I’m a 40 year old man and have struggled with bedwetting on and off for several years. It’s very embarrassing and I feel ashamed and alone. What causes bedwetting in adults, and how do I make it stop?
Believe it or not, this is a common question we hear from adults. Bedwetting isn’t just limited to kids, and may be caused by a number of things, such as certain medications you’re taking, other medical conditions, or issues with your bladder. The good news is there are many ways to manage it.
Causes of Adult Bedwetting
There are many things that may be contributing to adult bedwetting.
Certain medications can cause you to experience adult bedwetting. Hypnotics, some insomnia medications and certain drugs designed to treat mental or mood disorders may have the side effect of bedwetting. Talk to your doctor about what you’re taking to see if it may be contributing to nighttime wetting.
Believe it or not, you may be able to blame your family for your bedwetting woes. Studies have found that when one parent has had a history of wetting the bed as a child, their son or daughter had a 40% chance of having it as well. This likely carries into adulthood too.
Some hormone imbalances can cause bedwetting. ADH is an anti-duretic hormone that typically signals the kidneys to produce less urine. If your levels of ADH are off, or your kidneys are not responding to the ADH signals, you may produce too much urine during your sleep, which could result in wetting the bed.
Other Medical Conditions.
There are many other medical conditions that can contribute to adult bedwetting, such as UTIs, problems with the prostate, sleep apnea, or even diabetes. It’s very important to speak with your doctor about adult bedwetting in order to rule out any of these causes.
Stress and anxiety.
Ongoing stress or anxiety about a situation you are going through may trigger adult bedwetting, which may last long after your stressful problem is over.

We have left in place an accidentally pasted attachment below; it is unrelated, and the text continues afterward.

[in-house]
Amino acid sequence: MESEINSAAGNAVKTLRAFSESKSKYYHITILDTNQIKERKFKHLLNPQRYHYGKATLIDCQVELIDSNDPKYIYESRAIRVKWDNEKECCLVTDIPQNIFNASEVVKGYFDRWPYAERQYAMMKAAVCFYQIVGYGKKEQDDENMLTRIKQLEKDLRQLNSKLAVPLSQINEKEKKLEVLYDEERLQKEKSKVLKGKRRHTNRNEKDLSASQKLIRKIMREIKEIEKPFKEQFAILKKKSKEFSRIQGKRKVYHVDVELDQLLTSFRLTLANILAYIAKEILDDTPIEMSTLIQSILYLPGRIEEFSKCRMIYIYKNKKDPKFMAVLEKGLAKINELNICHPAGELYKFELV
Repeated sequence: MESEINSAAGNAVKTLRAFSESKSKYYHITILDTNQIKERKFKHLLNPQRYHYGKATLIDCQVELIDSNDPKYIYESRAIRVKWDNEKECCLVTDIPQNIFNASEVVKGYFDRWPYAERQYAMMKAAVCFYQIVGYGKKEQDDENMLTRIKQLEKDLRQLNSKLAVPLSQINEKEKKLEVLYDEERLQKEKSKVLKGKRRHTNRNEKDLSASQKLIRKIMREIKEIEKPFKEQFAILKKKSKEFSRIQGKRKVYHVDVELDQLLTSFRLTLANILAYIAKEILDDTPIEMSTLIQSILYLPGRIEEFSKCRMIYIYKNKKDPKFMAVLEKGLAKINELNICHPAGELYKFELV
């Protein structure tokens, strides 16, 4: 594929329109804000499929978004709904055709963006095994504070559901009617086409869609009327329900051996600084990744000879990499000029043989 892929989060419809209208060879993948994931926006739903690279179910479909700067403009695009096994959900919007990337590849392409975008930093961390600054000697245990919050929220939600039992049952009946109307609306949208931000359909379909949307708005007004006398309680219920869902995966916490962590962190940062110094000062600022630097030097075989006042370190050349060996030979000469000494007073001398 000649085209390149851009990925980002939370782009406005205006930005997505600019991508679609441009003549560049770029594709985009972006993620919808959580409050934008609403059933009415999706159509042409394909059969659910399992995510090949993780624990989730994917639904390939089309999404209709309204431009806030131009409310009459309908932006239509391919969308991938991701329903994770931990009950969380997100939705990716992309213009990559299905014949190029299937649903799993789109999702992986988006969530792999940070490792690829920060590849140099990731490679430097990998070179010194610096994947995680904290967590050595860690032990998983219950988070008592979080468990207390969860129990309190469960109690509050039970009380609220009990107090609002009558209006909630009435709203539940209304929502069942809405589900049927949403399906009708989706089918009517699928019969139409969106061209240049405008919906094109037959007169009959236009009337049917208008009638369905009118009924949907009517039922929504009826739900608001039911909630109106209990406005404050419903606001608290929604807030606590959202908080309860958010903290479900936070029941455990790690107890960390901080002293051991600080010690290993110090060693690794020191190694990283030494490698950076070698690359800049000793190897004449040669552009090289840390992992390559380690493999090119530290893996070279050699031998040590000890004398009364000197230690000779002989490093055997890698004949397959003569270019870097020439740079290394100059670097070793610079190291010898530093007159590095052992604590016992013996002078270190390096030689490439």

Nocturia is defined as needing to go to the bathroom more than once per night. This is typically caused by the kidneys producing too much urine, and can lead to bedwetting if you’re unable to wake up at night to use the bathroom.
With overactive bladder, the bladder muscles become spastic causing the sudden need to go to the bathroom, and often. 70-80% of adult bedwetting patients have been found to have overactive bladder.
Some people are simply not able to hold the amount of urine that they produce at night. This often results in bedwetting.
How To Stop Adult Bedwetting
There are many ways to treat adult bedwetting. You’ll want to make an appointment with your doctor to determine the cause of your bedwetting, and to find a treatment that will work best with your lifestyle.
It pretty much goes without saying that if you’re experiencing bedwetting you’ll want to get some protection. But did you know that not all adult absorbents are equal? You can look for products that are extra absorbent or specify nighttime use. Fit is also a very important part of preventing leaks so don’t be hesitant to try out a few products until you find one that’s comfortable and works. Lastly, for extra protection, try a waterproof mattress pad. It may seem like a hassle, but you’ll thank yourself later if you do end up leaking.
The bladder is a muscle, and just like any muscle, it can be trained over time. Bladder retraining may help you condition yourself to go longer in between bathroom breaks and you can even try using an alarm to wake you up at certain times of the night to use the toilet. Over time, you may be able to reduce the number of times you have to get up.
Limit fluids before bed.
Don’t let yourself get dehydrated, but try cutting liquids off an hour or so before bedtime. This is especially true for things like alcohol or caffeine, which can irritate the bladder.
Try a bed-wetting alarm.
There are lots of different types of bed-wetting alarms on the market. These work by waking you when the alarm detects the slightest bit of wetness so that you can make it to the bathroom and avoid an accident.
There are some medications that can help treat bladder leaks and may help with bedwetting. Click here to learn more about medications that can be used for adult bedwetting.
Surgical treatment options.
If all else fails, surgery may be an option for treating adult bedwetting. Sacral nerve stimulation, clam cystoplasty and detrusor myctomy are all surgical procedures that may treat adult bedwetting. Be sure to talk with your doctor about the benefits and risks associated with each one.
We know that as an adult, bedwetting can be a very sensitive topic and can cause deep embarrassment. But know that you’re not alone – millions suffer from adult bedwetting and there are treatments that can help.
Talking to others may help calm some of the emotional aspects of adult bedwetting. Join the NAFC message boards to hear stories from others, share your own, or ask for advice. Our message boards are anonymous and provide a great source of community for those living with incontinence and adult bedwetting.
Do you have any tips that have helped you manage adult bedwetting? Share them in the comments below!